Ksenia Zemtsova is the co-founder of Art Night, a hugely ambitious free contemporary art festival that takes place in dedicated parts of London over one summer weekend.
Art Night is growing year by year, and recently completed its third and most ambitious festival—attracting some 70,000 visitors to 50 sites to experience 150 artists.
It’s dedicated to widening audiences for contemporary art and offering them the opportunity to present bold new work outside the gallery walls.
Ksenia and her small but ambitious team have bold plans for 2019 which, for now, are under wraps.
“I studied Political Science, but I was always interested in cultural policies and how we can bridge the cultural sector of the arts with the public urban realm.”
The idea behind Art Night is to have the festival running as late as possible, so some of the projects will run as late as 6 a.m. One of the goals is to explore unusual venues, secret locations, and re purpose heritage sites and public spaces. However, Art Night isn’t just about visual art—Ksenia has made sure that different disciplines are all included. Performance, dance, music, video installations, and Virtual Reality exhibits are also extremely popular.
“I think it’s really striking when you walk in the city and suddenly you see this house that seems like it has fallen from somewhere like the wizard of oz”
South Korean artist Do Ho Suh was commissioned to create a striking work of art—recreating his childhood home on top a pedestrian bridge spanning Wormwood Street, an instillation called Bridging Home, London. The house itself is stunning, a traditional Korean abode looking as if it could lean and topple over to the street at any moment. Of course this was commissioned to go along with the theme of this particular Art Night: Home.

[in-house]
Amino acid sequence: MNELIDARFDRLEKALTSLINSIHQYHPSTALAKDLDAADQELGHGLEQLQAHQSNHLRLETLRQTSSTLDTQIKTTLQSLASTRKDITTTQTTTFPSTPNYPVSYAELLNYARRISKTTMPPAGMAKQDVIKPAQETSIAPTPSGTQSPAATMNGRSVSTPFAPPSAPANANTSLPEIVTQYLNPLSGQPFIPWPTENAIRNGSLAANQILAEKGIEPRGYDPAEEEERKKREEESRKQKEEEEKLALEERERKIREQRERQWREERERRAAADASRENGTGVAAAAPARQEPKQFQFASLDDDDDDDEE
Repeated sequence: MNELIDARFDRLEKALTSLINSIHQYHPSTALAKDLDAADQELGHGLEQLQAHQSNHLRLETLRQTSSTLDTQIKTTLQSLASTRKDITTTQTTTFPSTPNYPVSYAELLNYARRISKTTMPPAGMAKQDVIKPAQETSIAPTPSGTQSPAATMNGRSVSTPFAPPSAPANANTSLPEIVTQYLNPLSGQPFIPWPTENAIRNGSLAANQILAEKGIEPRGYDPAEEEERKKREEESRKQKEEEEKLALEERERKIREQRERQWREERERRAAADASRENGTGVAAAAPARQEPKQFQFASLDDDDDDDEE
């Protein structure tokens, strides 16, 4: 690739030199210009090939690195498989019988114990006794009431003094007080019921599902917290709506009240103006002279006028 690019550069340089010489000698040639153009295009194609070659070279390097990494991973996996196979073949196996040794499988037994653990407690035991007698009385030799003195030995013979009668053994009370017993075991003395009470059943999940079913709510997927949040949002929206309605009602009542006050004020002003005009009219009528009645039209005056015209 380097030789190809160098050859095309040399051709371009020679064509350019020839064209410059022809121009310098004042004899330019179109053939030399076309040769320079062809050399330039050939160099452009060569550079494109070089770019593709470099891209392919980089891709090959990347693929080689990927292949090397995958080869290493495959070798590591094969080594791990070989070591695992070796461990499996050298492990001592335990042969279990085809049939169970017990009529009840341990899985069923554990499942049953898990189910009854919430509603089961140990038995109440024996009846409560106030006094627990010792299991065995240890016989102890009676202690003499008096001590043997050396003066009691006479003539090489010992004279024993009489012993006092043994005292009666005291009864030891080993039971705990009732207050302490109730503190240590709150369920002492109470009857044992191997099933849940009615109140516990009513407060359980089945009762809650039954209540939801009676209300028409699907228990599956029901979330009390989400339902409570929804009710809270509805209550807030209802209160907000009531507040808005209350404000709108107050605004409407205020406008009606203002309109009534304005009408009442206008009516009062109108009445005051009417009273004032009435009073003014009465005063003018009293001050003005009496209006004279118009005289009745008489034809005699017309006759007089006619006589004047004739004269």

The British Interplanetary Society was re purposed as well, for a full week, to house an instillation called Space Refugee. The building itself acts as a think tank for interplanetary scientists and it houses a menagerie of space faring relics and memorabilia.
Going again with the theme of home, Space Refugee is about the first Syrian cosmonaut in space, and his subsequent joining of the resistance during the Syrian War. The project follows his idea that the only place that would host refugees at some point would be space.
Again, Art Night seems to be growing by the year—but Ksenia wants to focus more on the quality of the art than funneling more people through it. At 70,000 participants that’s very understandable.
The goal is to continue to experiment and explore these spaces in London, bringing on new artists such as Liv Wynter (a previous guest on the podcast) and having her host a spoken word marathon at the Garden Museum, drawing a crowd the museum had likely never seen before. It’s this spirit of discovery and juxtaposition that is sure to keep Art Night one of the most exciting events London has to offer for years to come.